6.3. Region flow layout events

Region Event Targets dispatch regionLayoutUpdate events when there is a possible layout change of their named flow segment.

Type regionLayoutUpdate
Interface UIEvent
Sync / Async Async
Bubbles Yes
Target Element
Cancelable Yes
Default action none
Context info
  • Event.target: region whose layout may have changed

7. Relation to other specifications

This specification is related to other specifications as described in the references section. In addition, it is related to the following specifications:

  1. CSS Exclusions Module [CSS3-EXCLUSIONS]. This module defines a generic way to define arbitrarily shaped exclusions into which content can flow or around which content can flow. This can be seen as an extension to the way CSS floats provide rectangular areas into which content flows and around which content flows. In advanced layout designs, it is expected that the CSS Exclusions module will be commonly combined with the CSS regions module.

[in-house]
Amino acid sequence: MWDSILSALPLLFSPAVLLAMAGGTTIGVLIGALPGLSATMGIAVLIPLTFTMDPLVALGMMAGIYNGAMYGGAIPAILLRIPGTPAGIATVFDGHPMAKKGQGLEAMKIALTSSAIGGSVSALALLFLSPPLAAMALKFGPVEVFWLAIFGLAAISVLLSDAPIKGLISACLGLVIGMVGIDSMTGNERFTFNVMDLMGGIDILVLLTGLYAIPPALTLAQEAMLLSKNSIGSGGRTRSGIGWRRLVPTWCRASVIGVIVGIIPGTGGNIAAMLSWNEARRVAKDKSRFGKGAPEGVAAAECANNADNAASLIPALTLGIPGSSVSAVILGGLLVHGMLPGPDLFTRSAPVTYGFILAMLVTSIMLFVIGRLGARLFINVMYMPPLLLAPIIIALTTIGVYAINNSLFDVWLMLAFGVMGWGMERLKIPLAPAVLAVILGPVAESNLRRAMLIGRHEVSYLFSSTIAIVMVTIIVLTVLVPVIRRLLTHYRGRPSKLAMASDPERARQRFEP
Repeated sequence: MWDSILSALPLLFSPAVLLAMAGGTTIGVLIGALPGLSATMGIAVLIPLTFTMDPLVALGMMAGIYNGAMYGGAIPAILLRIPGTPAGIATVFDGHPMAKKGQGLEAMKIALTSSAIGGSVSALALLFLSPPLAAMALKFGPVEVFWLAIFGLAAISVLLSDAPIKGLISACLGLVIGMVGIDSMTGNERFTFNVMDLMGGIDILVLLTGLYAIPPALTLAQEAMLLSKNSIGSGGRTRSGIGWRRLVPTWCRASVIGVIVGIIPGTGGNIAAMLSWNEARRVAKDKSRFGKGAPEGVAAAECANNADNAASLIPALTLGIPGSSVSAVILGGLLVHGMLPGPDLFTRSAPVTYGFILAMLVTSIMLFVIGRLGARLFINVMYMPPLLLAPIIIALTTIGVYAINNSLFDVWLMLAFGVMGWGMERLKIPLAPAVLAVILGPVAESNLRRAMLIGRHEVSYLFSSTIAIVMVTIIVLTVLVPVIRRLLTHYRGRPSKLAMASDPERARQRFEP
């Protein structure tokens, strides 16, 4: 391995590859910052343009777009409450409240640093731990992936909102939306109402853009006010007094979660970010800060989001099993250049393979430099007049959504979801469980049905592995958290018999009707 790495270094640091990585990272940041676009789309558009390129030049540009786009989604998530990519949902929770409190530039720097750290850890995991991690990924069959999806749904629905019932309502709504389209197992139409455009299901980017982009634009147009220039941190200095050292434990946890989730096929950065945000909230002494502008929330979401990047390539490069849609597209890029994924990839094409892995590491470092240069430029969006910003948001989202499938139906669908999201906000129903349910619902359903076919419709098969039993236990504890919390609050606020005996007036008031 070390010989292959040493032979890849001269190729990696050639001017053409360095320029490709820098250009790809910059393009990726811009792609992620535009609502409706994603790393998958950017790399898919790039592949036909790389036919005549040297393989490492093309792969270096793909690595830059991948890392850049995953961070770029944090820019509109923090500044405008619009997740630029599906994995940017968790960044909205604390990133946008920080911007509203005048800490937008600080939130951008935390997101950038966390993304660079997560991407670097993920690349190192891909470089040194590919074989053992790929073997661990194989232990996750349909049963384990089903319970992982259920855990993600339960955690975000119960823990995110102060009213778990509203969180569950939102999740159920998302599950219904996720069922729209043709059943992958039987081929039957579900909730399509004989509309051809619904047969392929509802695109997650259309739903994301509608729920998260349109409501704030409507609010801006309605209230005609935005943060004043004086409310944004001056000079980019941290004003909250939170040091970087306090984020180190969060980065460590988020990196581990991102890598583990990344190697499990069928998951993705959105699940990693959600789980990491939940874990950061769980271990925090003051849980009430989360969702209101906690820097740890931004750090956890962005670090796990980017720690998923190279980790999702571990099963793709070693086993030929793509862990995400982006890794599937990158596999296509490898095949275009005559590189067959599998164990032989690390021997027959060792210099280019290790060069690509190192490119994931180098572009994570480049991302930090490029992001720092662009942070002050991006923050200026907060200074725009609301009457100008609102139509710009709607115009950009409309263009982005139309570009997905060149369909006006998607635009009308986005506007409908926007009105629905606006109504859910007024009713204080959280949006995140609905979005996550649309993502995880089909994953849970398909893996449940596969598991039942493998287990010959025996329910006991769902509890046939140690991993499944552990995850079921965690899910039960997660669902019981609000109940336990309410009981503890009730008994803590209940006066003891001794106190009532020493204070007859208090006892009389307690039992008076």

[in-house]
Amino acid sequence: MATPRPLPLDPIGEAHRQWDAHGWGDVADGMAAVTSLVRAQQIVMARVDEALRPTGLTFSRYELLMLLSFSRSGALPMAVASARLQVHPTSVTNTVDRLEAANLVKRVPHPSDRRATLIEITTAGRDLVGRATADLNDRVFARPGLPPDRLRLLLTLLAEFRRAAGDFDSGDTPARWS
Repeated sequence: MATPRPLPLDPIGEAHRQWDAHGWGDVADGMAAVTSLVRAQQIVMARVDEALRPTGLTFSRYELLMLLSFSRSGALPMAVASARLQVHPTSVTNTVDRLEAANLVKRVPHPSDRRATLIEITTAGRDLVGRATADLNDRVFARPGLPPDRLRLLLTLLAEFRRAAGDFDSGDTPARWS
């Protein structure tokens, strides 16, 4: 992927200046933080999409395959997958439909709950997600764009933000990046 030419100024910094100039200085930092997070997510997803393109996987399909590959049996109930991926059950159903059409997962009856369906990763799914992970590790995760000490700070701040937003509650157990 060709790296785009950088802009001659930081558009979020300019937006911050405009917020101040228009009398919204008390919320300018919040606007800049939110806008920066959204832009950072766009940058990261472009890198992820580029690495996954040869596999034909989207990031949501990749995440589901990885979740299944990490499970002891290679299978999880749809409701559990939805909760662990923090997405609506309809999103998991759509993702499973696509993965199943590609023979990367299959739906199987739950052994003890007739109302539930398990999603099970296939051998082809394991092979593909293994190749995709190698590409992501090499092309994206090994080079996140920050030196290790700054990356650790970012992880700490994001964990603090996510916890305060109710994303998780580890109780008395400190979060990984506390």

2. CSS Line Grid Module [CSS3-LINE-GRID]. This module defines a concept of line grid to align the position of lines in different elements. The line grid functionality is related and needed for aligning content flowing in separate regions.

8. Use Cases

Use cases are described on this page.

9. Conformance

10. Changes

10.1. Changes from June 09th 2011 version


The editors are grateful to the CSS working group for their feedback and help with the genesis of this specification.

In addition, the editors would like to thank the following individuals for their contributions, either during the conception of CSS regions or during its development and specification review process:


Normative references